Transitioning to the film itself, I can say I thoroughly enjoyed the film. It was a bit of a surprise for me as the narrative and genre of superhero films is getting a little long in the tooth. Somehow Marvel continues to either strike a tone that is new (Captain America: Winter Soldier for example), or changes the narrative as in this case to always bring something new to the table.
Captain America: Civil War sells itself as a departure from previous films by seemingly changing our views on what and who a protagonist and antagonist are. Even before the movie began, enthusiastic shouts of “Team Cap” or “Team Iron Man” show that even the way Marvel marketed this film leads you to believe it’s Tony (et al) v Cap (and friends). I agree totally with your synopsis that betrayal is a theme that runs throughout the film, and by extension through out the audience. Here are two “heroes” we’ve all gotten behind which now seemingly can’t agree on a fundamental matter of the best way to “protect” humanity. As each hero’s motivations are fleshed out, the black and white of a protagonist/antagonist world blurs away leaving us to cling to either our ideals or our allegiances. This subtly introduces another theme of the film which is one of nuance and gray in a seemingly black and white world.
What I thought the film makers did well was tell a balanced story of WHY each leader had their position, without painting one as right and one as wrong. However, because this was a Captain America film, it did start to skew Tony as the menace, but didn’t let it get too far, and by the third act we see Tony as a flawed human motivated by deep and painful feelings we can all recognize, which instantly moved from the possible villain role right back to a hero we both feel for and with.
Meanwhile, while Marvel distracted us and our heroes with in-squabbles, identity issues and changing allegiances, the real menace (antagonist) shows his true course and purpose which is handled well and is very believable and “relatable”. Next to Loki, he might be my favorite ‘bad guy’ in the Marvel world as his motivations are easy to understand. Unlike his bad-guy predecessors who try for galactic domination (Avengers, Thor:Dark World) or just world domination (Age of Ultron) he just is trying to ‘right’ a wrong in a very warped way.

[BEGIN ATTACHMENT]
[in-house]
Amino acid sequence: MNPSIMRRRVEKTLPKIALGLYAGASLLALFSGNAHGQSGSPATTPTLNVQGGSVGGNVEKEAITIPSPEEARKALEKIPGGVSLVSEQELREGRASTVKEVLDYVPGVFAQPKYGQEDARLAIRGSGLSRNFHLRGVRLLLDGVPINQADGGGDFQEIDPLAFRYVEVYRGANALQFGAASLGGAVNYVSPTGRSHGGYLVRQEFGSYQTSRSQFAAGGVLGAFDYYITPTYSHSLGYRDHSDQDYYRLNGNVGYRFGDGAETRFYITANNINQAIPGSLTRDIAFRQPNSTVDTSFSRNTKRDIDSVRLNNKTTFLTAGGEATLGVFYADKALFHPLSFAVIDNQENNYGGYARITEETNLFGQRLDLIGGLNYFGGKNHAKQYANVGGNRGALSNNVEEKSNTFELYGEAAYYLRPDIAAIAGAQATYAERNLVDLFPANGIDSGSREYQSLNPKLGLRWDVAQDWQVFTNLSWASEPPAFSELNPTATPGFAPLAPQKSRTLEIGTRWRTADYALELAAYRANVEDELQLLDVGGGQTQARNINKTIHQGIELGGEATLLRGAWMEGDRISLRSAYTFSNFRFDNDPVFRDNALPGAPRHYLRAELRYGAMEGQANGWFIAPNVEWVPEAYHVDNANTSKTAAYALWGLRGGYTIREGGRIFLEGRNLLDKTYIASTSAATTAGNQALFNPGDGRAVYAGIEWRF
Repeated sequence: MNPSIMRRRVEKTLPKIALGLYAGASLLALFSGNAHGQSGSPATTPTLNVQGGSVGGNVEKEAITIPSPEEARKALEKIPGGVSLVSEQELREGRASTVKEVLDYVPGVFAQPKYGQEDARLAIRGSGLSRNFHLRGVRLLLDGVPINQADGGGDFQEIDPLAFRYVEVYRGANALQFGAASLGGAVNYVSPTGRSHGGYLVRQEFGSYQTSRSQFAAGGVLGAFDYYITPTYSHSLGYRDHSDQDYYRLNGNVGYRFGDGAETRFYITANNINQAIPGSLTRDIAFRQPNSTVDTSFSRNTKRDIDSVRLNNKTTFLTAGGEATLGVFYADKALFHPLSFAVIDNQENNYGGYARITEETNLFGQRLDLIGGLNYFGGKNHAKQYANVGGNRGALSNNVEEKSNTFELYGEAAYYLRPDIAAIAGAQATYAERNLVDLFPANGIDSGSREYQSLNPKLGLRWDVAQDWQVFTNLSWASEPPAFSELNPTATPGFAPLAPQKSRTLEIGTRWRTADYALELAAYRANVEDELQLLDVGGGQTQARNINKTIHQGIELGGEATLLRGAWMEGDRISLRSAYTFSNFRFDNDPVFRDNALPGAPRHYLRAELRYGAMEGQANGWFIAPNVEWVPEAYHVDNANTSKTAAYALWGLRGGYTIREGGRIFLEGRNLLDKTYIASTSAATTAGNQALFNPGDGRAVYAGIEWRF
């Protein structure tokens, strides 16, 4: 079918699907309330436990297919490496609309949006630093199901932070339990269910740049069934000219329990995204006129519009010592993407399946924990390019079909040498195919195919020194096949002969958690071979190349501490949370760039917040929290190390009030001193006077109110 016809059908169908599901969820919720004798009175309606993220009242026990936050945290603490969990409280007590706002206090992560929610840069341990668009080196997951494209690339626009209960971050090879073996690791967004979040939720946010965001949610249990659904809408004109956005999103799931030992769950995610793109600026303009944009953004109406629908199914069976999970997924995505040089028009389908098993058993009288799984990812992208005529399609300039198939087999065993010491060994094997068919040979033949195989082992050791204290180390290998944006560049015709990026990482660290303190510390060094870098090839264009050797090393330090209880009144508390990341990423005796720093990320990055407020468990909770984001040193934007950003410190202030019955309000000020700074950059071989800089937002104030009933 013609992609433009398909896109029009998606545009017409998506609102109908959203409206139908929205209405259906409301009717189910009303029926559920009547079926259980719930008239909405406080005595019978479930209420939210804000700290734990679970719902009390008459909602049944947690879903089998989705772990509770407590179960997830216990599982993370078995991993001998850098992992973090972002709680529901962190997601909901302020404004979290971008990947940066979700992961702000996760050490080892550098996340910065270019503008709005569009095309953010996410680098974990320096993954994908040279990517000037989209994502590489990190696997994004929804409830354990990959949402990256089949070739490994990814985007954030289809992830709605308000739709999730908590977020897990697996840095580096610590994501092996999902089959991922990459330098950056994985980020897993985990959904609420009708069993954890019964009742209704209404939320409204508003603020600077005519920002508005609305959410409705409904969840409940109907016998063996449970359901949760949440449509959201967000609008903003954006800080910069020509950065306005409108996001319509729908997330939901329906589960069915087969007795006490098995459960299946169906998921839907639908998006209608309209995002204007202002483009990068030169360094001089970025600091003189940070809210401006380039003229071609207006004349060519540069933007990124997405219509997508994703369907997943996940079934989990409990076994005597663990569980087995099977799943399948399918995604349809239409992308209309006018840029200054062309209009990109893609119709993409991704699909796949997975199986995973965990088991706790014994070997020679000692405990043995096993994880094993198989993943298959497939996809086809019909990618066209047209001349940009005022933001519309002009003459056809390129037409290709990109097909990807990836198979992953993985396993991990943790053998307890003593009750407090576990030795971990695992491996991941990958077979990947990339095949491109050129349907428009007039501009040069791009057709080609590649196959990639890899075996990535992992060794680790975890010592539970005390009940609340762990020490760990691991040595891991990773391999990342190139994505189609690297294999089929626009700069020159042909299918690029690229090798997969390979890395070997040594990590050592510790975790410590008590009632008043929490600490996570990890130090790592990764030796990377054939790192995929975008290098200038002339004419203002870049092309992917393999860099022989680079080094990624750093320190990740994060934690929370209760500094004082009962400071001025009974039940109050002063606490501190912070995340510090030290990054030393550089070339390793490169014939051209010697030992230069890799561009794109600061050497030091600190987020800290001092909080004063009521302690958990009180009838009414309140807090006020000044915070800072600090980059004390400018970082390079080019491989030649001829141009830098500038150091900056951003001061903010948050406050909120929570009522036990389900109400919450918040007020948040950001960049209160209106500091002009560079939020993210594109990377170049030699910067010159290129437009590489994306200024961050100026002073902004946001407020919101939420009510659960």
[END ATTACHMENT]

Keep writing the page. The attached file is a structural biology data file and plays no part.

When reading reviews online I see the word gravitas (http://www.merriam-webster.com/dictionary/gravitas) used in describing elements of this film, and while I understand the urge to use that word in world where men and women can fly, shrink cling to walls, move things with their mind etc., it’s hard to truly imagine a seriousness. Even with that, adding ‘gravitas’ to this make believe world isn’t what makes it feel special. I believe it is how relatable these larger than life characters are to parts of ourselves. Even with Tony Stark’s massive wealth and intelligence, he’s just a guy dealing with loss. Captain America, who can hold a helicopter down with his bare hand and kick a truck into bad guys is trying to feel at home in the seemingly changed world around him. Scarlett Witch understands that she sees herself one way and the world see her another. Can’t we all relate to those things?
Superhero movies, for a while, were westerns in a new setting. And like the western genre that ran its course, I felt the superhero genre had exhausted ways to be new. If Marvel keeps changing the game, I am in for a few more.
It was great seeing you last night, I hope to see again soon,
May 8, 2016 at 6:23 pm
Was great to see you at the movie Thursday night, J. Wonderful insights on the movie. Thanks!